OVERVIEW: What every clinician needs to know
Pathogen name and classification
Nocardia species are thin, aerobic, gram-positive bacilli that form branching filaments. The bacteria stain irregularly and appear beaded on Gram stain. The speciation of Nocardia has been problematic. The original classification was based on the ability to use specific nutrients and to decompose substrates such as adenine, casein, urea, gelatin, and xanthine. However, gene sequencing and deoxyribonucleic acid (DNA)-DNA hybridization have now defined the true taxonomy. The species called Nocardia asteroides was previously reported to be the most common cause of human disease. However, the majority of these bacteria were misidentified by today’s standards. The number of species causing human disease is large and includes N. abscessus, N. brevicatena/paucivorans complex, N. nova complex, N. transvalensis complex, N. farcinica, N. cyriacigeorgica, N. otitidiscaviarum, N veterana, N. brasiliensis, and N. pseudobrasiliensis.
What is the best treatment?
Sulfonamides remain the treatment of choice for pulmonary and cutaneous disease. Trimethoprim/sulfamethoxazole given orally at a dose of 160/800 mg (one double strength) three times a day is the most commonly used adult regimen.
For disseminated and/or central nervous system (CNS) Nocardia infection combination therapy is recommended:
Trimethoprim/sulfamethoxazole at the above doses, amikacin (10 mg/kg/day in divided dose), and either ceftriaxone (2 g twice a day) or imipenem (500 mg every 6 hours) is one of the preferred empiric regimens.
For patients failing trimethoprim/sulfamethoxazole therapy, imipenem with or without amikacin has been shown to be effective.
Patients with disseminated or CNS disease treated with sulfonamides alone have a less than 50% survival rate.
One of the most common species to cause disseminated disease, N. farcinica, is also one of the most common Nocardia species to be resistant to sulfonamides. In these more serious conditions, combination therapy is generally recommended. The exact regimen should be guided by antibiotic susceptibility testing.
Linezolid 600 mg twice a day has been used successfully in a small number of CNS infections. However, prolonged therapy with this agent can lead to bone marrow toxicity and irreversible peripheral neuropathy, and warrants weekly monitoring of the peripheral cell counts and careful attention to any symptoms suggesting neuropathy.
Moxifloxacin (400 mg orally per day recommended) has been shown to have activity against several strains of Nocardia, including N. farcinica and N. brasiliensis, and these agents may prove to be useful in patients who cannot tolerate sulfonamides, however relapse has been reported.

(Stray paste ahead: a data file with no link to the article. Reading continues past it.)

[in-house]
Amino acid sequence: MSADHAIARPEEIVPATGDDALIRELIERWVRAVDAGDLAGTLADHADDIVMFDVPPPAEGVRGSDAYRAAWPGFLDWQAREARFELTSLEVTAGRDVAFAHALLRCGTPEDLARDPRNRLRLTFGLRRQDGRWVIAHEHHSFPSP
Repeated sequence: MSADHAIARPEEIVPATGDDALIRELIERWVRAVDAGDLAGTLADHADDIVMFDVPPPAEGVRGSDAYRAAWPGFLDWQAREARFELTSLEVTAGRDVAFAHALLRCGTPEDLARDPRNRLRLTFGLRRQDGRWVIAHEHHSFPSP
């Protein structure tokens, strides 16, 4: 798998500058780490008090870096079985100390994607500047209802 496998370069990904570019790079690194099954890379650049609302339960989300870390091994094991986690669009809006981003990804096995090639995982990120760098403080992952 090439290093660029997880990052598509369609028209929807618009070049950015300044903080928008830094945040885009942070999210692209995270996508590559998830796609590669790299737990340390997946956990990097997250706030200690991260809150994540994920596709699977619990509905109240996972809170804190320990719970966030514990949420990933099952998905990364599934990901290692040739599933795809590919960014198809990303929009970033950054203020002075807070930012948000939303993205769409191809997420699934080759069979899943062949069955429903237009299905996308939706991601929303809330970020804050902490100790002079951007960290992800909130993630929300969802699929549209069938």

Minocycline (100 mg orally twice a day) or amoxicillin/clavulanate (875/125 mg orally twice a day) are other potentially effective alternative treatments for Nocardia infection.
The duration of therapy is 6 to 12 months in the immunocompromised host and 4 to 6 months in the normal host in order to prevent relapse. Nocardia is intracellular and has slow rates of bacterial growth making eradication of the organism difficult, and explaining its tendency to relapse.
Surgical drainage—in addition to antibiotics, patients with brain abscess or subcutaneous abscesses will require surgical drainage for cure.
How do patients contract this infection, and how do I prevent spread to other patients?
Nocardia species are ubiquitous, and primarily originate in soil. Despite being found throughout the environment, they rarely cause symptomatic infection in humans. Because nocardiosis is not a reportable disease, the frequency of this disease is unknown. However, the annual incidence has been estimated to be approximately 0.4 cases per 100,000 population.
Infection control and prevention issues-
Nocardia has not been shown to spread from person to person and no isolation precautions are required.
Because of the rarity of this infection, even among immunocompromised patients, no specific prophylaxis is recommended. However, the practice of giving patients trimethoprim/sulfamethoxazole to prevent pneumocystis has the potential to also prevent many cases of Nocardia infection. However, it is important to keep in mind that trimethoprim/sulfamethoxazole prophylaxis does not always protect against Nocardia infection.
No vaccine is available.
What host factors protect against this infection?